As ecommerce steamrolls retail, China’s brick-and-mortar stores fight back with tech
Chinese consumers love shopping online. And no wonder — thanks to mobile payments and speedy logistics, consumers can order groceries, gadgets, clothes, and more in just a few taps.
The ease of online shopping is an important part of China’s booming ecommerce industry. According to the country’s National Bureau of Statistics, online sales hit US$581 billion last year, about half of which were made through a smartphone. Offline retailers, on the other hand, are suffering a decline — a global trend that’s plaguing big box retailers and department stores in the US as well.
But physical stores still have a role to play in the world of retail, especially when they’re combined with online resources. In China, brick-and-mortar shops are increasingly driving online sales in an offline-to-online process called “showrooming.” According to a KPMG report last November, about a third of online shoppers in China said that seeing products at a physical store led to a digital purchase, an increase from 24 percent in 2015.
About a third of online shoppers in China said that seeing products at a physical store led to a digital purchase.
Chinese ecommerce companies are also paying attention to foot traffic. In January, Alibaba led a US$2.6 billion bid for department store chain Intime Retail Group to expand the company’s physical footprint. Last week, competing ecommerce giant JD unveiled a chain of offline experience centers to let consumers try products before making purchases online.
For these tech-savvy ecommerce companies, physical shops are not only an opportunity to experiment with new ways of driving sales, but also an extension to their ever-growing logistics network.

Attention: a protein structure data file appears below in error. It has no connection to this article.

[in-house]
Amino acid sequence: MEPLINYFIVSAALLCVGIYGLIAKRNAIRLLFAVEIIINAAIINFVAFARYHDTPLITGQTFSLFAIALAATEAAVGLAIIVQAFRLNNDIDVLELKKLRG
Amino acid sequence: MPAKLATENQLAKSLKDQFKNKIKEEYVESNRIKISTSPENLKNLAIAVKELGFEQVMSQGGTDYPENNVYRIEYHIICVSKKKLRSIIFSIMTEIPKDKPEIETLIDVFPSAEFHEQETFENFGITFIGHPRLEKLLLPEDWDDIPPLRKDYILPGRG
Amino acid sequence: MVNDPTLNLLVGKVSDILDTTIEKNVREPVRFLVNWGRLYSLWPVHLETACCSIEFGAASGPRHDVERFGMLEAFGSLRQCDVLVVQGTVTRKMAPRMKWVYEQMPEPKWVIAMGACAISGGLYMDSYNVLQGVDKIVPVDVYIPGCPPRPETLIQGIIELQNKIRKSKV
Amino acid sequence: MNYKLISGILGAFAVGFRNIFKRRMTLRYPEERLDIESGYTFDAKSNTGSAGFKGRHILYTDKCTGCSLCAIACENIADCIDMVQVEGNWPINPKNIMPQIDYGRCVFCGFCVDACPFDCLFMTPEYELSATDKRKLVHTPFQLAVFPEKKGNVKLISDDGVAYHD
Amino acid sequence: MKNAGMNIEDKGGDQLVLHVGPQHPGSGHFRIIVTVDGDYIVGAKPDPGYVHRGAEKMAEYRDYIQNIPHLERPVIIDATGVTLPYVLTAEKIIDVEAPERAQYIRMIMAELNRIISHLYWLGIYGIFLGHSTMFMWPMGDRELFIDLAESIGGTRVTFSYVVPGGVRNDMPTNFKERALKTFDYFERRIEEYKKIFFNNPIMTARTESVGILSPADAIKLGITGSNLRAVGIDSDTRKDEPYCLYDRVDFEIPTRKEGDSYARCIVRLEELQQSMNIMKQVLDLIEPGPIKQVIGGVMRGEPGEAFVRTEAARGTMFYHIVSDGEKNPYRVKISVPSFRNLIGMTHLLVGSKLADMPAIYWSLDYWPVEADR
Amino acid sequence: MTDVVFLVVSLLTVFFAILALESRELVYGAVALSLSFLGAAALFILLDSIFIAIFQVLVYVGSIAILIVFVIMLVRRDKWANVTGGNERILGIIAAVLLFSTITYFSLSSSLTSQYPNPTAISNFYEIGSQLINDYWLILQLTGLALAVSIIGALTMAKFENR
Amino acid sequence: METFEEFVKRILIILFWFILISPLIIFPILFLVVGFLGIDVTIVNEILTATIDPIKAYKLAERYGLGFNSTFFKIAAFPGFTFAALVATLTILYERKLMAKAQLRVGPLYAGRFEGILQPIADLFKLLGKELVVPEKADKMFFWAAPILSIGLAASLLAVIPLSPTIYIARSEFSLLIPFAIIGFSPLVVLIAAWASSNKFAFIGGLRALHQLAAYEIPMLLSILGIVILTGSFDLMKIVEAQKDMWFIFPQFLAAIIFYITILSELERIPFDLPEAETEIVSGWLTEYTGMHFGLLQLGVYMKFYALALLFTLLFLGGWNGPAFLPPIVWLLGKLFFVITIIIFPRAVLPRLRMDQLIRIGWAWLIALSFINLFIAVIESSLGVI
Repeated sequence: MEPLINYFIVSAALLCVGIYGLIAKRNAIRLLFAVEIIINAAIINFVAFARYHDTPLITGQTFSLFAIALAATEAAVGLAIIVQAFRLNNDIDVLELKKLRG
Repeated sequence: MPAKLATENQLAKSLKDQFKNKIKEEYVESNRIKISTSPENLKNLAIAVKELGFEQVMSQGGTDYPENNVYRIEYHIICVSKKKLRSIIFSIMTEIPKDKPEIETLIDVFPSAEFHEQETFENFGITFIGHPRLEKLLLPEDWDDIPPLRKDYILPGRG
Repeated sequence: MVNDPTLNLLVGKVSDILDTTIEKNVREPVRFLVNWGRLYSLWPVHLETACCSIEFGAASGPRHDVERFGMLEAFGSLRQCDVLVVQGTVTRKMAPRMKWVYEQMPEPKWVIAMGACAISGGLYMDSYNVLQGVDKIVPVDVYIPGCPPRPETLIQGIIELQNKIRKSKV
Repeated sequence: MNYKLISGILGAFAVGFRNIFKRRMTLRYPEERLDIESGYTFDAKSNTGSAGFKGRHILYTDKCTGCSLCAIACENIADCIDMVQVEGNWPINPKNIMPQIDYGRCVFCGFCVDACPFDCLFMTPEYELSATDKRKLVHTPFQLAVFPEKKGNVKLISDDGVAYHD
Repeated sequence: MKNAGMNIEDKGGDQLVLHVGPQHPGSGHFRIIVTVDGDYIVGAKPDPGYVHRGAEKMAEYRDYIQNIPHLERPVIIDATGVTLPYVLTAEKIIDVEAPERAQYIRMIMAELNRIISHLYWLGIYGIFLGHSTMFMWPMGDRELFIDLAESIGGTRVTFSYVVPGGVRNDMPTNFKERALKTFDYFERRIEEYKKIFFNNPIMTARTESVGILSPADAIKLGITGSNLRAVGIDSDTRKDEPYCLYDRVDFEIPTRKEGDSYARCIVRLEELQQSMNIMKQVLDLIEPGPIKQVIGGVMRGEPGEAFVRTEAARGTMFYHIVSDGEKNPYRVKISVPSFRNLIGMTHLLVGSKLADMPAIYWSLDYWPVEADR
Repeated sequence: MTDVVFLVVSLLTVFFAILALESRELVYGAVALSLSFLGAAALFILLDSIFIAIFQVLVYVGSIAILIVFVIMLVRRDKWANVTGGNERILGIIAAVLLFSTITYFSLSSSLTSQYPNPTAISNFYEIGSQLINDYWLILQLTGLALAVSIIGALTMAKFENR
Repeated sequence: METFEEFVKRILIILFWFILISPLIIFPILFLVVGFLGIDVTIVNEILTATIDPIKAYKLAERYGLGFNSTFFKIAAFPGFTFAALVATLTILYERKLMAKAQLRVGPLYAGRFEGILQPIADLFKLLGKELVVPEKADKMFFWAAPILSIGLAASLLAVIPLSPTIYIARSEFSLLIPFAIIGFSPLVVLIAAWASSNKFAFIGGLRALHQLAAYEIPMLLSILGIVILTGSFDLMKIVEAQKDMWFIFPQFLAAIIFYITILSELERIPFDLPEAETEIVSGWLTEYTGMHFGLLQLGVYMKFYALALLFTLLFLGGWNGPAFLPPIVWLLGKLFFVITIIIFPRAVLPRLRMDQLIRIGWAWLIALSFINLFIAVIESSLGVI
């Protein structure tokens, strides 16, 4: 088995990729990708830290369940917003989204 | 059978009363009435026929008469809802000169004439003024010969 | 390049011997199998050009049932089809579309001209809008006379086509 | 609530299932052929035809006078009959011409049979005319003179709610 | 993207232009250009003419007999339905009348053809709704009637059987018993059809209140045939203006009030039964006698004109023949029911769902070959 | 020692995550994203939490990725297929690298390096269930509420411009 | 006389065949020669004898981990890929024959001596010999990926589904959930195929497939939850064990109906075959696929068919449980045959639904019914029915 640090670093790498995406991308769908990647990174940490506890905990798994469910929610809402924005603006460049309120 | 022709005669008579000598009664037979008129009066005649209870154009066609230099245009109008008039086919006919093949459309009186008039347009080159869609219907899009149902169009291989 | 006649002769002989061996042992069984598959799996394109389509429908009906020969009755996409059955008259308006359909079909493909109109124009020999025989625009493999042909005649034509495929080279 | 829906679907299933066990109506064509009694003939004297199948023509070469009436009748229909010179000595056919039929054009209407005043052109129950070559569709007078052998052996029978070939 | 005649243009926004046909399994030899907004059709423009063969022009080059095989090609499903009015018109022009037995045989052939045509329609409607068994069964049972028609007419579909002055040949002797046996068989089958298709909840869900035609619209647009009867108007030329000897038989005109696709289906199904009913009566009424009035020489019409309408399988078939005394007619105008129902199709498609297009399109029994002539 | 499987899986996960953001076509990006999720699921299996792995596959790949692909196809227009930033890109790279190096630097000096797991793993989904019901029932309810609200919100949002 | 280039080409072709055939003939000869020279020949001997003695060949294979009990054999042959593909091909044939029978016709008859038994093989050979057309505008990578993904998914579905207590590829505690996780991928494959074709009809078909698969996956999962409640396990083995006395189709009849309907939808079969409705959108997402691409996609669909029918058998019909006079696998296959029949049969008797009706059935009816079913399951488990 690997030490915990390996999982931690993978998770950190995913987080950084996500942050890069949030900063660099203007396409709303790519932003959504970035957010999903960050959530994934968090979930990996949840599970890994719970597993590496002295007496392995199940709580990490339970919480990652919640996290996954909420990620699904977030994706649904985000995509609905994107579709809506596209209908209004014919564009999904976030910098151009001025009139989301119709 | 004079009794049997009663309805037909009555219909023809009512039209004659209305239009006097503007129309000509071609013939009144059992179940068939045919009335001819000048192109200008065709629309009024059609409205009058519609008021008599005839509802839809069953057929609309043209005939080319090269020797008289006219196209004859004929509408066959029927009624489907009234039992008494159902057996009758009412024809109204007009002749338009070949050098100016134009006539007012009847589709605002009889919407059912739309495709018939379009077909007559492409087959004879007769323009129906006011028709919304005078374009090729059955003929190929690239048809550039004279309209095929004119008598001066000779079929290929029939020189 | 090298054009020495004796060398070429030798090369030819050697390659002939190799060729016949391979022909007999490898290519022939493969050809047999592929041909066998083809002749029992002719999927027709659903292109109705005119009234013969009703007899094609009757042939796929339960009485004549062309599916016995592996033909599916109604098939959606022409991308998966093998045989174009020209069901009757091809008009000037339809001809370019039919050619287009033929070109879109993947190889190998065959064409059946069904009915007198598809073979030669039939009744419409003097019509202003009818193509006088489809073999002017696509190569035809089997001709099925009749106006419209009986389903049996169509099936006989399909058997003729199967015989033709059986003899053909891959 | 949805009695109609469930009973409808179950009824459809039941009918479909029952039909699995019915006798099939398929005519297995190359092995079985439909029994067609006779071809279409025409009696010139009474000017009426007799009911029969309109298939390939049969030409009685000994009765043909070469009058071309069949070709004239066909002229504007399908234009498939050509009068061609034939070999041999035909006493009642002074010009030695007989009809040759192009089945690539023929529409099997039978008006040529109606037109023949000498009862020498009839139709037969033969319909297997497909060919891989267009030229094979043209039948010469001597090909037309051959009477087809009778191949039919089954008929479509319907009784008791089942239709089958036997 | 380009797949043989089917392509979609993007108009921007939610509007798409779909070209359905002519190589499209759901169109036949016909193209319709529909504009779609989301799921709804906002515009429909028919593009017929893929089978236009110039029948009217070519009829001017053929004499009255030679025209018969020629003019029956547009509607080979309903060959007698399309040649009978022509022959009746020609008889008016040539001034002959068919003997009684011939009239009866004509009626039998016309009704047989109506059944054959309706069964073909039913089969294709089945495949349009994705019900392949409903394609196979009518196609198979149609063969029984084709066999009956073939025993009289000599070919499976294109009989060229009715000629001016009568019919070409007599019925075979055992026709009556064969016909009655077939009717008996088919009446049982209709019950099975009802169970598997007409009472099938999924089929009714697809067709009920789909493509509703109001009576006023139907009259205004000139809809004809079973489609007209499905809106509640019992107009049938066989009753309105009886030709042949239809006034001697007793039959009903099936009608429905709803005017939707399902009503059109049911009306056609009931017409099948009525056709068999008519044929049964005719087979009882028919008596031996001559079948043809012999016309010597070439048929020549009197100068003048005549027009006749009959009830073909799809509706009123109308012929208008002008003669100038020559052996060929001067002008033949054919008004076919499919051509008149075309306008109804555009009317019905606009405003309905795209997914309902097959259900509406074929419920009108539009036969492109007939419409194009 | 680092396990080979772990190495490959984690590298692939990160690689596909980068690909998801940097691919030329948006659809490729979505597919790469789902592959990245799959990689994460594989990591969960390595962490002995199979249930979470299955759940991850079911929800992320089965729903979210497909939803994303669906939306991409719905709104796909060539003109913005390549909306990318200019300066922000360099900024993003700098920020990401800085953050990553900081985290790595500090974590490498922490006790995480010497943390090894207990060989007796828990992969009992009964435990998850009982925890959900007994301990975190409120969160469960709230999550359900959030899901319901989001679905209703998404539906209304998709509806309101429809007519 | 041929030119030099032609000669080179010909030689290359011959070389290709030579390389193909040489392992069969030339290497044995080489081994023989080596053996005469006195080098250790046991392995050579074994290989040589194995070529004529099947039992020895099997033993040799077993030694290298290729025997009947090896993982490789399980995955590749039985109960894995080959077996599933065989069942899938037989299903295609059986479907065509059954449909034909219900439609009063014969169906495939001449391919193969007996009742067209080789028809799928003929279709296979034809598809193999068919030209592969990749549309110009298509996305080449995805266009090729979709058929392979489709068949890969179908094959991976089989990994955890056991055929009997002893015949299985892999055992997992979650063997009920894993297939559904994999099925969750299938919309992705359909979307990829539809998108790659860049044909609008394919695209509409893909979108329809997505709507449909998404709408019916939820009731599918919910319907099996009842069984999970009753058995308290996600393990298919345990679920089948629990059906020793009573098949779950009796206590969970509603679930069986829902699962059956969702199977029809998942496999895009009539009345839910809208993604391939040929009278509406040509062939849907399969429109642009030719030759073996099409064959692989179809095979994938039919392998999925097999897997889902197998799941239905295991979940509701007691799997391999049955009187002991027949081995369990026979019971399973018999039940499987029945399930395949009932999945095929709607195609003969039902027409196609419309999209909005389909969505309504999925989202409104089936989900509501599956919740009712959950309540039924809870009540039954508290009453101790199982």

Here are five ways that tech is redefining China’s offline retail industry:
Scan a QR code. Walk in, pay with your phone, and leave. That’s the kind of 24-hour convenience promised by unmanned shops like Bingobox, the brainchild of a Chinese startup based in Zhongshan, southern China.
Roughly the size of a shipping container, Bingobox’s shops are filled with the usual goods of a convenience store: soft drinks, toiletries, snacks. To unlock the door, users scan a QR code with their phone, while a camera equipped with facial recognition checks for unregistered entrants. To checkout, customers place their items on a platform, where it’s recognized by Bingobox’s system. Payment is via QR code — the ubiquitous portal for mobile payments in China.
Alibaba is also toying with the concept of unmanned shops. Last month, the tech giant showed off its own cashier-less shop called Tao Cafe, which utilizes QR code scanning and facial recognition to facilitate automatic payment and purchasing.
To be sure, unmanned shops in China are still fairly low tech, unlike Amazon Go, which uses computer vision to recognize what products buyers are taking out of the shop (though it’s experiencing technical challenges of its own). Bingobox relies on RFID tags, which are pasted on every product in the shop. Tao Cafe also uses some kind of tagging system to recognize items, though Alibaba isn’t disclosing specific details at this time, according to a company spokesperson.
There have also been hiccups, like the time Bingobox overheated during a hot summer week in Shanghai.
Still, they’re an example of things to come — even waiter-less restaurants are popping up in China. If anything, experiments like Bingobox and Tao Cafe show how mobile payments, QR-code triggered locks, and facial recognition can be combined to revamp the experience — and staffing costs — of a physical shop.
Self-checkout isn’t new, but in China the idea has taken on a twist, thanks to WeChat, the country’s most popular social messaging app. In particular, WeChat’s latest feature — dubbed mini programs — lets shops develop their own lightweight apps inside WeChat. The utility of mini programs runs the gamut: bike rentals, food delivery, live streaming, and self-checkout.
Unlike legacy self-checkout systems, a self-checkout mini program can be implemented without additional hardware. Instead, everything is processed through the customer’s phone. In Beijing, a supermarket chain has already rolled out its own WeChat-powered self-checkout system. After scanning their items and paying via WeChat Pay, Huaguan customers can exit the store through an express lane after showing a verification QR code to store staff.